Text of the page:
Let’s Crush Debt in 2017!

Pay off debt during the January Money Diet

 

If you’re carrying debt, you’re not alone. According to the latest figures from the U.S. Federal Reserve, the average U.S. household has $16,061 in credit card debt. If that same household stops charging today and sends the required minimum payment each month, it will take nearly a decade to pay off the balance.

How will we ever accomplish the important things we want to do with our money, when we’re stuck paying for stuff we bought years ago — plus interest?

Before we talk about strategies, you might enjoy reading about what debt-free living is really like in “Happy Simple Money: An Interview with Steve and Jan Berger.” The Bergers’ lifestyle reflects their joint commitment to thoughtful financial choices, which resulted in a very comfortable way of life that suits them. They were very candid during our interview and shared many practical strategies.

EcoCatLady blogs with great honesty and transparency about her choices to have a simple life, and I love the post she wrote when she made her final mortgage payment. She’s living proof that it can be done!

And now, let’s look at another real-life example:

My Name is Eliza and I Was a Chargeaholic

Seven years ago, I had $12,000 of debt spread among four credit cards. Each month I’d pay more than the minimum balances, so I felt somewhat virtuous that I was working on the problem.

Yet each month, I seemed to find a reason to charge a few new things. After all, I was earning airline miles with every purchase on one card, and a whole 1% rebate on another! I also had an excellent credit score, which many financial planners said was very important. Of course, these justifications only fueled my self-deception. Meanwhile, the total amount I owed continued to creep up each month.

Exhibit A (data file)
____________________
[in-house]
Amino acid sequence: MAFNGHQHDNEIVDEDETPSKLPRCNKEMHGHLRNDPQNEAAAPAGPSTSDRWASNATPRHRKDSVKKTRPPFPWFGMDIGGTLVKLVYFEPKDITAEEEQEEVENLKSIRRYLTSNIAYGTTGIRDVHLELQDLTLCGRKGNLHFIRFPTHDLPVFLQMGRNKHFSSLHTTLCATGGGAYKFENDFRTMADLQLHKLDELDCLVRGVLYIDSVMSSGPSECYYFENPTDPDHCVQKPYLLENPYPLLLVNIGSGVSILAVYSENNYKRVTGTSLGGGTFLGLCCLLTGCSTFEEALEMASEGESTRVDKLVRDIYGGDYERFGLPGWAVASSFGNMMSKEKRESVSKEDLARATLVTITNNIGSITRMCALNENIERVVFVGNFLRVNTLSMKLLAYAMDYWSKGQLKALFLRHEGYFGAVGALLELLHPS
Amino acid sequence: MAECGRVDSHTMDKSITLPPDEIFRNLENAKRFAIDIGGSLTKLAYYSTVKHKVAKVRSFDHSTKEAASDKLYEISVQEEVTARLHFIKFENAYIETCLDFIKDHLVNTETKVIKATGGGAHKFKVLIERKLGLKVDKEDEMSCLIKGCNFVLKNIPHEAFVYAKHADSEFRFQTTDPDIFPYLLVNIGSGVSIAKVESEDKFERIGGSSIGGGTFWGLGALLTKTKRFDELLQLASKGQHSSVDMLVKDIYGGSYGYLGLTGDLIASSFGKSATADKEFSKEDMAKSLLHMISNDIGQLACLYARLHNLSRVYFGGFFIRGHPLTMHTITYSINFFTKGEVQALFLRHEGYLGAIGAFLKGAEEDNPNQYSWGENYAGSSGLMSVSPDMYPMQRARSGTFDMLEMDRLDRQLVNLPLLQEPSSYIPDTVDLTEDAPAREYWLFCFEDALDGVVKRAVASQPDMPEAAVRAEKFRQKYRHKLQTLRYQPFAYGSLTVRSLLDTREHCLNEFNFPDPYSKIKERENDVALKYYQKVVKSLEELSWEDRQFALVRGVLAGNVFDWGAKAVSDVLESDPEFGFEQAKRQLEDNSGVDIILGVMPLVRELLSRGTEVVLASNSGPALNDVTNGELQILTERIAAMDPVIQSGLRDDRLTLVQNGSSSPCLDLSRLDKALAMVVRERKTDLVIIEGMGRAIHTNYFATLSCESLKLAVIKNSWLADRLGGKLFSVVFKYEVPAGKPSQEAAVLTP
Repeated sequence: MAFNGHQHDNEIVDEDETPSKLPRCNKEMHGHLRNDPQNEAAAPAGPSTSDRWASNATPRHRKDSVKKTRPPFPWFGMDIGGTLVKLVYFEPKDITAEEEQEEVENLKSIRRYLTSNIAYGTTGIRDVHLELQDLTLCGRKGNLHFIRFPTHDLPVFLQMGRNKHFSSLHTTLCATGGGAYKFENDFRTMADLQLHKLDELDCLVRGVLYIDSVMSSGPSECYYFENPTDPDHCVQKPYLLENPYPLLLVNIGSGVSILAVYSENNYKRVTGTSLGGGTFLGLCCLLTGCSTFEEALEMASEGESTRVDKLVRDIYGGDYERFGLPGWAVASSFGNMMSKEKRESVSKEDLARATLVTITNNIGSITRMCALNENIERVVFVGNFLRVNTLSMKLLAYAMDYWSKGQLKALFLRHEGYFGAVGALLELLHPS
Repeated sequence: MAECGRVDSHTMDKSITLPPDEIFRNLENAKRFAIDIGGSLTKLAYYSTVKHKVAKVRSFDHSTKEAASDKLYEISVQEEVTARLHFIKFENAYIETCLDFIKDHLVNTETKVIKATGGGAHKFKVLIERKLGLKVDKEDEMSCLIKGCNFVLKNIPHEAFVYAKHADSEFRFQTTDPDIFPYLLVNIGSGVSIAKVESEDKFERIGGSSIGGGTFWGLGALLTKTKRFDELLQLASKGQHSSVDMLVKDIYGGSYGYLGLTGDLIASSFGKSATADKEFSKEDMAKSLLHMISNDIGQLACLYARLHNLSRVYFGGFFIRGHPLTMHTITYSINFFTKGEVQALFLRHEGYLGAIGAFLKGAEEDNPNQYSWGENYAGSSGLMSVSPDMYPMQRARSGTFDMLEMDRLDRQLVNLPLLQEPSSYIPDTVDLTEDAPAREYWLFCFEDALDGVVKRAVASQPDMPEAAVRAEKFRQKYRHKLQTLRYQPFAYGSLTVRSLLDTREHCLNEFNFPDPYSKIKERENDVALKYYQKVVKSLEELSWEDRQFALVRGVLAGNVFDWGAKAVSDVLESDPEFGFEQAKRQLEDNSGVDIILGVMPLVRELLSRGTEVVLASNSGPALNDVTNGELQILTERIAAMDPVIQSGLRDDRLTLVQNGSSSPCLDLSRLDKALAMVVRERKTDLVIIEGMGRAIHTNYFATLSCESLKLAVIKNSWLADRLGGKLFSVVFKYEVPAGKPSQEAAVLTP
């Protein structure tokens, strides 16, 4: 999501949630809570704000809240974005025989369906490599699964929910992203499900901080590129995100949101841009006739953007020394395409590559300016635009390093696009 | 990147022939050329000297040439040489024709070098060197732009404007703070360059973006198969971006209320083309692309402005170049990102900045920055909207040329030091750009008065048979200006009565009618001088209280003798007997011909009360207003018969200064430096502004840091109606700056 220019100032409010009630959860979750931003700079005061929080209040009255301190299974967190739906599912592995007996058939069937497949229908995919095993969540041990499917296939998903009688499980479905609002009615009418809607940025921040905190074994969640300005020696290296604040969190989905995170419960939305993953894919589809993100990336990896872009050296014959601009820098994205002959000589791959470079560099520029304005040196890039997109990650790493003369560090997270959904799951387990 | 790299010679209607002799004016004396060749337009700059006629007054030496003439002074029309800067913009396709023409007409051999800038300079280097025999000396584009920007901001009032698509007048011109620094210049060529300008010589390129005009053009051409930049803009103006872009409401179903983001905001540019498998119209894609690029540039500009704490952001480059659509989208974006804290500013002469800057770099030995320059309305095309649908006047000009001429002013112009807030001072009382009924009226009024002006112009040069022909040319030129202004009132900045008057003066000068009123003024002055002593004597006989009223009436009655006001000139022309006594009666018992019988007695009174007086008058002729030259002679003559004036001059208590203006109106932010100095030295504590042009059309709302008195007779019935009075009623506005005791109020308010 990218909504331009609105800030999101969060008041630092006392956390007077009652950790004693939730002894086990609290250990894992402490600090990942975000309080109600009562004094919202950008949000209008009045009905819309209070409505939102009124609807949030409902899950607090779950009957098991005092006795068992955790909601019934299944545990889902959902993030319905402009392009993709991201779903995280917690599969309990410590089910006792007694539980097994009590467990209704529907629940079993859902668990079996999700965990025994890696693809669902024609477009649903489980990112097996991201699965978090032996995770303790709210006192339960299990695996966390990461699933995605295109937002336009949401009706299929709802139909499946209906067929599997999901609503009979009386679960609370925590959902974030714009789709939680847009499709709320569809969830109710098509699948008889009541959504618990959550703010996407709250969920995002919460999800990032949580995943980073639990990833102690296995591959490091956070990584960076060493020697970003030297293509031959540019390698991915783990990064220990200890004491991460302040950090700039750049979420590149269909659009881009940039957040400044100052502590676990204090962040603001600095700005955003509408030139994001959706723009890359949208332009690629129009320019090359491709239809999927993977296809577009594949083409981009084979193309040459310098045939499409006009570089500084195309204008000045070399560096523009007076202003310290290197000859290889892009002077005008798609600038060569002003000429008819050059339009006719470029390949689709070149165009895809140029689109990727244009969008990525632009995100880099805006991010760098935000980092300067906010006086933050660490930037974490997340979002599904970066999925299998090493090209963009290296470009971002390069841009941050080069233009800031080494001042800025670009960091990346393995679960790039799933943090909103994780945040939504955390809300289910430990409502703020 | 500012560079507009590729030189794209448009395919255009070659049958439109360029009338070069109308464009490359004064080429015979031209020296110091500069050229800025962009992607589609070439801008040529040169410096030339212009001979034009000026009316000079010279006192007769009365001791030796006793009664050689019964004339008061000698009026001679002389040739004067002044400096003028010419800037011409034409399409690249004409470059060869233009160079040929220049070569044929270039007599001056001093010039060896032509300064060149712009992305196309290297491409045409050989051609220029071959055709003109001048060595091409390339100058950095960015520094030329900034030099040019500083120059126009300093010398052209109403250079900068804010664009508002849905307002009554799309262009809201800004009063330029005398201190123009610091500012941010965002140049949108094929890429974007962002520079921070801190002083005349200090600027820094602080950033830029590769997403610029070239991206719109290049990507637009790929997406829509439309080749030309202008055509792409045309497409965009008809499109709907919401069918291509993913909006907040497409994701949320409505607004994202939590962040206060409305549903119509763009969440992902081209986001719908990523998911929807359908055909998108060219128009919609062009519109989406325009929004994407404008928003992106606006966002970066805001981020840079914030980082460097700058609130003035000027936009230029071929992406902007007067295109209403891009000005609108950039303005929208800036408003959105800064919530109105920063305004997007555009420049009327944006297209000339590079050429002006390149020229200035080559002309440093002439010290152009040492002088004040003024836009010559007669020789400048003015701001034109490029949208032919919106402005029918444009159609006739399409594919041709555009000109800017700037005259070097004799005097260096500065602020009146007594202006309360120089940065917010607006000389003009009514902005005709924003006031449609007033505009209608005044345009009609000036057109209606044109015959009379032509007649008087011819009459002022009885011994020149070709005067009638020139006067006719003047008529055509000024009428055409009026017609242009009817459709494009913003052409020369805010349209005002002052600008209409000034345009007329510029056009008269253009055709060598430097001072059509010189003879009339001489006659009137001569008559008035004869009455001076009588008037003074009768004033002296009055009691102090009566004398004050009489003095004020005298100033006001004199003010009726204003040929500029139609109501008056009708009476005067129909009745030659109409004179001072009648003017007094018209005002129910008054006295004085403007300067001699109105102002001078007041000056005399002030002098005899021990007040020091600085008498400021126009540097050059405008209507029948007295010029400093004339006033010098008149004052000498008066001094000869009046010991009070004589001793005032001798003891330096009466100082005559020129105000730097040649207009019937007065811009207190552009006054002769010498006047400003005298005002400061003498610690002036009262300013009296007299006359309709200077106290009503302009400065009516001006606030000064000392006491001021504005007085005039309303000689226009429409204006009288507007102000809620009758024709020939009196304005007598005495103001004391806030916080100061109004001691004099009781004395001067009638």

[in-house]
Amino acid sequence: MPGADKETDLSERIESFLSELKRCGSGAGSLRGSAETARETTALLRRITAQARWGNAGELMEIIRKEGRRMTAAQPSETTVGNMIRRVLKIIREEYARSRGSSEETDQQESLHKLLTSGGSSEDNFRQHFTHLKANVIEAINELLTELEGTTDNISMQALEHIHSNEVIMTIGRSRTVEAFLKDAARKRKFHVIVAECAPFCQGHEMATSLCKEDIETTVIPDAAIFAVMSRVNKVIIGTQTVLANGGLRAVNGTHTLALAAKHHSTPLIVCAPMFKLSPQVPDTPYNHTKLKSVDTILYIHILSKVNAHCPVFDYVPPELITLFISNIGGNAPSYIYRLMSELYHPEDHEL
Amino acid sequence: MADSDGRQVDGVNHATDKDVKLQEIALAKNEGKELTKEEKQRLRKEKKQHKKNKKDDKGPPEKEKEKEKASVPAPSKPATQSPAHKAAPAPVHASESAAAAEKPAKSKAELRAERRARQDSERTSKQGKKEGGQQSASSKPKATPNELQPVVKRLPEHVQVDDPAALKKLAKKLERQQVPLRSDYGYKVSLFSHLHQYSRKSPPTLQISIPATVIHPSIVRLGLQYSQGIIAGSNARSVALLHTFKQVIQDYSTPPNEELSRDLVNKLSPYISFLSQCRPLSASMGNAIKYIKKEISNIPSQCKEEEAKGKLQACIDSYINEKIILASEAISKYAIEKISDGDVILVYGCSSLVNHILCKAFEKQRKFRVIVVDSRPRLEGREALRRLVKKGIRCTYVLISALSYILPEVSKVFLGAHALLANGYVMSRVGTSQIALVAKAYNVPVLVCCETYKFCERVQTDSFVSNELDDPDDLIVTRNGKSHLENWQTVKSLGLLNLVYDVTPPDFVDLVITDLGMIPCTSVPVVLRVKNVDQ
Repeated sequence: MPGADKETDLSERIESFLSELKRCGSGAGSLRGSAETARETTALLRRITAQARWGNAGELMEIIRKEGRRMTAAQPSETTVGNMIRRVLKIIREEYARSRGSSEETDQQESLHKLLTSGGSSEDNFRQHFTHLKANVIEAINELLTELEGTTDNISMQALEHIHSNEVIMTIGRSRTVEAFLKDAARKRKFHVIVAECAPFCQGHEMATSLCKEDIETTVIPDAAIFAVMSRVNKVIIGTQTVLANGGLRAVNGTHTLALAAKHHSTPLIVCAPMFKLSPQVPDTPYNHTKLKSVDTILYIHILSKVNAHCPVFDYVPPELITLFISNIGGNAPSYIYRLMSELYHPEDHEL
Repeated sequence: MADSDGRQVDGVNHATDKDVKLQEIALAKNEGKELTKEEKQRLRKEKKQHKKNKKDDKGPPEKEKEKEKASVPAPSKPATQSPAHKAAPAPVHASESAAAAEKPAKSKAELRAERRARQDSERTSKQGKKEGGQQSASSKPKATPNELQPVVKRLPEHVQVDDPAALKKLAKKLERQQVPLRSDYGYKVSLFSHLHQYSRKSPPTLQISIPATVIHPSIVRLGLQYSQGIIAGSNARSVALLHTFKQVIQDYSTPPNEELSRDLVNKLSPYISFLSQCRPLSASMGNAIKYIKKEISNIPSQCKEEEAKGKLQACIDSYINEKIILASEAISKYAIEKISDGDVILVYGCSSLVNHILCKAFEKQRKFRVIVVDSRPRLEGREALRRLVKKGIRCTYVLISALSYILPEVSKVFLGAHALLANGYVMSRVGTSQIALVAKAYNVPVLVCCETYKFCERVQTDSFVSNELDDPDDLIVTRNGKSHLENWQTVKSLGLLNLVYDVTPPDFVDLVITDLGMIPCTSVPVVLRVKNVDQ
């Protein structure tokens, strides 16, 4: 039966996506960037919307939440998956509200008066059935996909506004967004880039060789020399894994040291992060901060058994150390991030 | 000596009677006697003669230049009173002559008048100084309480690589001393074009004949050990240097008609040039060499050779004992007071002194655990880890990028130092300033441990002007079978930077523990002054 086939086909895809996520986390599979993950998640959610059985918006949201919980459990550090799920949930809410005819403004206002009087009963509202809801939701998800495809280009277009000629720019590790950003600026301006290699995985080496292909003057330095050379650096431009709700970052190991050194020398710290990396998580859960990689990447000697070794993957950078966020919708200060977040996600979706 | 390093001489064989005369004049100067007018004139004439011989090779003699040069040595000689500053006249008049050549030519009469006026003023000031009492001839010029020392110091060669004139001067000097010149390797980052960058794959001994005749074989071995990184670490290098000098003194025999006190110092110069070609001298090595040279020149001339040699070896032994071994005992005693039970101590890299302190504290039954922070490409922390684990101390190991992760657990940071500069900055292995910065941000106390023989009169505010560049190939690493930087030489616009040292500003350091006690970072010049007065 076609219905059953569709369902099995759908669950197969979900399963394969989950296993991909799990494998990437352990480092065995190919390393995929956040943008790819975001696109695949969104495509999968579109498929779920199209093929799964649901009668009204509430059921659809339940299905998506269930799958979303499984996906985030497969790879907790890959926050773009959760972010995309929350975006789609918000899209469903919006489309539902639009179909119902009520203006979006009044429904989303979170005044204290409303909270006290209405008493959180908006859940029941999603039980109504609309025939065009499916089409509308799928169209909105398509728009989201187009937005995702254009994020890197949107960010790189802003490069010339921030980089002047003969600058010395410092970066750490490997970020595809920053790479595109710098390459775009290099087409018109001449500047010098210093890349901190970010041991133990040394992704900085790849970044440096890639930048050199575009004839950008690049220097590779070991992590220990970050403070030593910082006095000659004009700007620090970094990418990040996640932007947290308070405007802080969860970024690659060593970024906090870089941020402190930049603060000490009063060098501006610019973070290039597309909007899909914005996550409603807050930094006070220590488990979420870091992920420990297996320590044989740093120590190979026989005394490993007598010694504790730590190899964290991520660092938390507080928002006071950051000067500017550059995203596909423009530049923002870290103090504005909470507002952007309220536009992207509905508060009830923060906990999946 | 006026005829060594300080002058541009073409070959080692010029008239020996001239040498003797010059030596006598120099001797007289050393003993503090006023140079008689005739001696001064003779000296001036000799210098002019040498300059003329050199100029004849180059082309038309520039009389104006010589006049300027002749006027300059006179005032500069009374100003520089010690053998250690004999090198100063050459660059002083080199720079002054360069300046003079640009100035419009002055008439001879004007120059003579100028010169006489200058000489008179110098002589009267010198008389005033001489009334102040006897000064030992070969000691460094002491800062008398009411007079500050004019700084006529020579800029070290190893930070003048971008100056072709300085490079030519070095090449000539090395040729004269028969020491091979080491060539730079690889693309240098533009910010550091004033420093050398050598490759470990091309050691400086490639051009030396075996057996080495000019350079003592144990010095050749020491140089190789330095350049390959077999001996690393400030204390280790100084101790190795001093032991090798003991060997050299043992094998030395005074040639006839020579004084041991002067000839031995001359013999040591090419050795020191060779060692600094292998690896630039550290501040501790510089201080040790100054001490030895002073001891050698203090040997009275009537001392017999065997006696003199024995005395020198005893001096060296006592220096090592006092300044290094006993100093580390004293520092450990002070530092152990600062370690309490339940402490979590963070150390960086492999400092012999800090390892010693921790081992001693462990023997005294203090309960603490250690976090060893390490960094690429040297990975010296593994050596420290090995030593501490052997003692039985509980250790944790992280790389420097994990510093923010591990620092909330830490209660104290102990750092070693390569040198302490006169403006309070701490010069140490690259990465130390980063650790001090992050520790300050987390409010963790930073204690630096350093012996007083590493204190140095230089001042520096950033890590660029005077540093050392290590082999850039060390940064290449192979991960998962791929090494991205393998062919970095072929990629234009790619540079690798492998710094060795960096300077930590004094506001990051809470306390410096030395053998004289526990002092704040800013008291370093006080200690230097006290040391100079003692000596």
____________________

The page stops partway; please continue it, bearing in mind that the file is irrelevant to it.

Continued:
Finally, I could no longer stand the constant, sickening, dark cloud of debt. I decided to try Dave Ramsey’s Debt Snowball Plan. Following Dave’s advice, I focused on aggressively paying down the card with the lowest balance first, while making minimum payments on the other three cards.

Four credit cardsOnce the first was paid off, I moved to aggressively paying off the card with the second-highest balance — which went faster (like a snowball) since I had one less bill to pay. You get the idea.

It took me three years to pay off the balances. Today I have one credit card, which I rarely use. I carry a debit card instead, which doesn’t allow me to spend money I don’t have. I balance my checkbook after every transaction, and I budget like a fiend.

Can You Picture Your Peaceful Financial Future?

Are you struggling with debt? What if this time next year, your credit card balance was zero? People do it every year, and you can, too.

What if, instead of paying money in interest, you were applying that money each month to a vacation fund? Or saving for something else important to you?

Perhaps you’d like to make a plan for paying off your balances. Here’s Dave Ramsey’s simple worksheet that you can use to write out your own personalized plan.

Could you take your credit cards out of your wallet and put them in a safe place for now? Physically removing the temptation is a big help to me, and it might work for you, too.